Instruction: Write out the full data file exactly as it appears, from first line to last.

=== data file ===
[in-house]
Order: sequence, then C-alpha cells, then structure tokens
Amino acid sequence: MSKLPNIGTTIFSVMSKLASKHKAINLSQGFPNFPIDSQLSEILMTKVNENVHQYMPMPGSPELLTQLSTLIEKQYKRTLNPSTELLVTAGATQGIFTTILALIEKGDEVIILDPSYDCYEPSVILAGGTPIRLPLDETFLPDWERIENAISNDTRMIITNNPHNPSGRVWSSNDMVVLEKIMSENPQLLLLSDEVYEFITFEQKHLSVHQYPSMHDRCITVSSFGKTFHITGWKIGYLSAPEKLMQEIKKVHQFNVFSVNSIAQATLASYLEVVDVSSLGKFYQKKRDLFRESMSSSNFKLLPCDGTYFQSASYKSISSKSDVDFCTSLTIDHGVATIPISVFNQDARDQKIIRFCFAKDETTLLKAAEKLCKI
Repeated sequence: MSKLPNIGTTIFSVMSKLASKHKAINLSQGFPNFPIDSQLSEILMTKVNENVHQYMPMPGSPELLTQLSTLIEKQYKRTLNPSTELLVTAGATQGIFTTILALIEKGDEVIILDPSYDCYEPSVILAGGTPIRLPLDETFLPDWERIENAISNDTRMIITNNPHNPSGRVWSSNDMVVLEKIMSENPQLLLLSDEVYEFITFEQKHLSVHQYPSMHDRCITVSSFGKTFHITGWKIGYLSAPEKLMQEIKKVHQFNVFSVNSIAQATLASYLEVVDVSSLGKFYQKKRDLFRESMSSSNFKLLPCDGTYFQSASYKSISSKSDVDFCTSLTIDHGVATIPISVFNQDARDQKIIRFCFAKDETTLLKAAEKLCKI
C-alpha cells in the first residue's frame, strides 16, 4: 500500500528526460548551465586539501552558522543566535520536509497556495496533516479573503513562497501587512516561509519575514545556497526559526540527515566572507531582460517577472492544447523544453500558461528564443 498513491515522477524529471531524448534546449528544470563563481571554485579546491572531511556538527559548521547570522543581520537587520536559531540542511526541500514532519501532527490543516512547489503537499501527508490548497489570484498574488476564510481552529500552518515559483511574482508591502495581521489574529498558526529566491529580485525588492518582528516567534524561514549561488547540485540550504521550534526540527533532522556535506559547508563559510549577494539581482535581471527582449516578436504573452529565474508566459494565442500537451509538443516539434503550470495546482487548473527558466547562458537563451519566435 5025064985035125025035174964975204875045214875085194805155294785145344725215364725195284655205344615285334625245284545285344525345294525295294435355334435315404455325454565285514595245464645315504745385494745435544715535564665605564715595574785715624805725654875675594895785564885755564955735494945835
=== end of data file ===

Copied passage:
[in-house]
Order: sequence, then C-alpha cells, then structure tokens
Amino acid sequence: MSKLPNIGTTIFSVMSKLASKHKAINLSQGFPNFPIDSQLSEILMTKVNENVHQYMPMPGSPELLTQLSTLIEKQYKRTLNPSTELLVTAGATQGIFTTILALIEKGDEVIILDPSYDCYEPSVILAGGTPIRLPLDETFLPDWERIENAISNDTRMIITNNPHNPSGRVWSSNDMVVLEKIMSENPQLLLLSDEVYEFITFEQKHLSVHQYPSMHDRCITVSSFGKTFHITGWKIGYLSAPEKLMQEIKKVHQFNVFSVNSIAQATLASYLEVVDVSSLGKFYQKKRDLFRESMSSSNFKLLPCDGTYFQSASYKSISSKSDVDFCTSLTIDHGVATIPISVFNQDARDQKIIRFCFAKDETTLLKAAEKLCKI
Repeated sequence: MSKLPNIGTTIFSVMSKLASKHKAINLSQGFPNFPIDSQLSEILMTKVNENVHQYMPMPGSPELLTQLSTLIEKQYKRTLNPSTELLVTAGATQGIFTTILALIEKGDEVIILDPSYDCYEPSVILAGGTPIRLPLDETFLPDWERIENAISNDTRMIITNNPHNPSGRVWSSNDMVVLEKIMSENPQLLLLSDEVYEFITFEQKHLSVHQYPSMHDRCITVSSFGKTFHITGWKIGYLSAPEKLMQEIKKVHQFNVFSVNSIAQATLASYLEVVDVSSLGKFYQKKRDLFRESMSSSNFKLLPCDGTYFQSASYKSISSKSDVDFCTSLTIDHGVATIPISVFNQDARDQKIIRFCFAKDETTLLKAAEKLCKI
C-alpha cells in the first residue's frame, strides 16, 4: 500500500528526460548551465586539501552558522543566535520536509497556495496533516479573503513562497501587512516561509519575514545556497526559526540527515566572507531582460517577472492544447523544453500558461528564443 498513491515522477524529471531524448534546449528544470563563481571554485579546491572531511556538527559548521547570522543581520537587520536559531540542511526541500514532519501532527490543516512547489503537499501527508490548497489570484498574488476564510481552529500552518515559483511574482508591502495581521489574529498558526529566491529580485525588492518582528516567534524561514549561488547540485540550504521550534526540527533532522556535506559547508563559510549577494539581482535581471527582449516578436504573452529565474508566459494565442500537451509538443516539434503550470495546482487548473527558466547562458537563451519566435 5025064985035125025035174964975204875045214875085194805155294785145344725215364725195284655205344615285334625245284545285344525345294525295294435355334435315404455325454565285514595245464645315504745385494745435544715535564665605564715595574785715624805725654875675594895785564885755564955735494945835